Dalmış Ü, Soyer A. Effect of processing methods and starter culture (Staphylococcus xylosus and Pediococcus pentosaceus) on proteolytic changes in Turkish sausages (sucuk) during ripening and storage. Meat Sci. 2008;80(2):345–54.
Valasaki K, Staikou A, Theodorou LG, Charamopoulou V, Zacharaki P, Papamichael EM. Purification and kinetics of two novel thermophilic extracellular proteases from Lactobacillus helveticus, from kefir with possible biotechnological interest. Bioresour Technol. 2008;99(13):5804–13.
Galia W, Perrin C, Genay M, Dary A. Variability and molecular typing of Streptococcus thermophilus strains displaying different proteolytic and acidifying properties. Int Dairy J. 2009;19(2):89–95.
Sharma R. Enzyme inhibition: mechanisms and scope. In: Sharma R, editor. Enzyme inhibition and bioapplications. Rijeka: InTech; 2012. p. 3–36.
Rodarte MP, Dias DR, Vilela DM, Schwan RF. Proteolytic activities of bacteria, yeasts and filamentous fungi isolated from coffee fruit (Coffea arabica L.). Acta Sci Agron. 2011;33(3):457–64.
Aro SO, Aletor VA. Proximate composition and amino acid profile of differently fermented cassava tuber wastes collected from a cassava starch producing factory in Nigeria. Livest Res Rural Dev. 2012;24(3):1–5.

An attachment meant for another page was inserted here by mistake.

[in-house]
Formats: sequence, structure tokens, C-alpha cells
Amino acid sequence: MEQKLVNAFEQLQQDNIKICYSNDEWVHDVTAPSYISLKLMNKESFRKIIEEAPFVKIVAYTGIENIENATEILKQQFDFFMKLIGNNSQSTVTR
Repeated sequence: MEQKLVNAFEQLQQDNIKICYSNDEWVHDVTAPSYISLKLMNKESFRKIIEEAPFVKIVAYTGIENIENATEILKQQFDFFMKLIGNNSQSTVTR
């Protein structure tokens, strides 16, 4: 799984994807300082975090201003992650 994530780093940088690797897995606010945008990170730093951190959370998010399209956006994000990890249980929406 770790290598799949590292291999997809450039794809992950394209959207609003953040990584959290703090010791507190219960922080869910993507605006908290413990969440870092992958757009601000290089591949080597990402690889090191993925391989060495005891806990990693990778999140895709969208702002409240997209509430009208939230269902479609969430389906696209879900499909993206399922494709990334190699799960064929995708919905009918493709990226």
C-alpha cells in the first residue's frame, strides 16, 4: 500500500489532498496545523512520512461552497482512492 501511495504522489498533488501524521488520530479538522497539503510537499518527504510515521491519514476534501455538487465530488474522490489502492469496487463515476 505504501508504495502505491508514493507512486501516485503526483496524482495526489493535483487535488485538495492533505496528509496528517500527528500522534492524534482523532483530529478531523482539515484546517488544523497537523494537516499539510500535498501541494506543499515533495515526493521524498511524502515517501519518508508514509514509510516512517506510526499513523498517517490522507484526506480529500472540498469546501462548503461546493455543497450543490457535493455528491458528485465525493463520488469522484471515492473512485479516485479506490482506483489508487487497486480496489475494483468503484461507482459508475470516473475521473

Lee K, Lee J, Kim YH, Moon SH, Park YH. Unique properties of four Lactobacilli in amino acid production and symbiotic mixed culture for lactic acid biosynthesis. Curr Microbiol. 2001;43(6):383–90.
Chaillou S, Champomier-Vergès MC, Cornet M, Crutz-Le Coq AM, Dudez AM, Martin V, et al. The complete genome sequence of the meat-borne lactic acid bacterium Lactobacillus sakei 23K. Nature Biotechnol. 2005;23(12):1527–33.
Manca de Nadra MC. Nitrogen metabolism in lactic acid bacteria from fruits: a review. In: Méndez-Vilas A, editor. Communicating current research and educational topics and trends in applied microbiology. Spain: Formatex; 2007. p. 500–10.
Liu SQ, Holland R, McJarrow P, Crow VL. Serine metabolism in Lactobacillus plantarum. Int J Food Microbiol. 2003;89(2):265–73.
Vafopoulou-Mastrojiannaki A, Litopoulou-Tzanetaki E, Tzanetakis N. Proteinase, peptidase and esterase activity of crude cell-free extracts of Pediococcus pentosaceus isolated from cheese. LWT-Food Sci Technol. 1994;27(4):342–6.
Carafa I, Nardin T, Larcher R, Viola R, Tuohy K, Franciosi E. Identification and characterization of wild Lactobacilli and Pediococci from spontaneously fermented mountain cheese. Food Microbiol. 2015;48:123–32.
Mtshali PS, Divol B, du Toit M. Evaluating Lactobacillus and Pediococcus strains for enzyme-encoding genes related to peptide and amino acid utilization in wine. Ann Microbiol. 2013;63(1):233–9.
Bardowski J, Ehrlich SD, Chopin A. Tryptophan biosynthesis genes in Lactococcus lactis subsp. lactis. J Bacteriol. 1992;174(20):6563–70.
van Kranenburg R, Kleerebezem M, van Hylckama Vlieg JET, Ursing BM, Boekhorst J, Smit BA, et al. Flavour formation from amino acids by lactic acid bacteria: predictions from genome sequence analysis. Int Dairy J. 2002;12:111–21.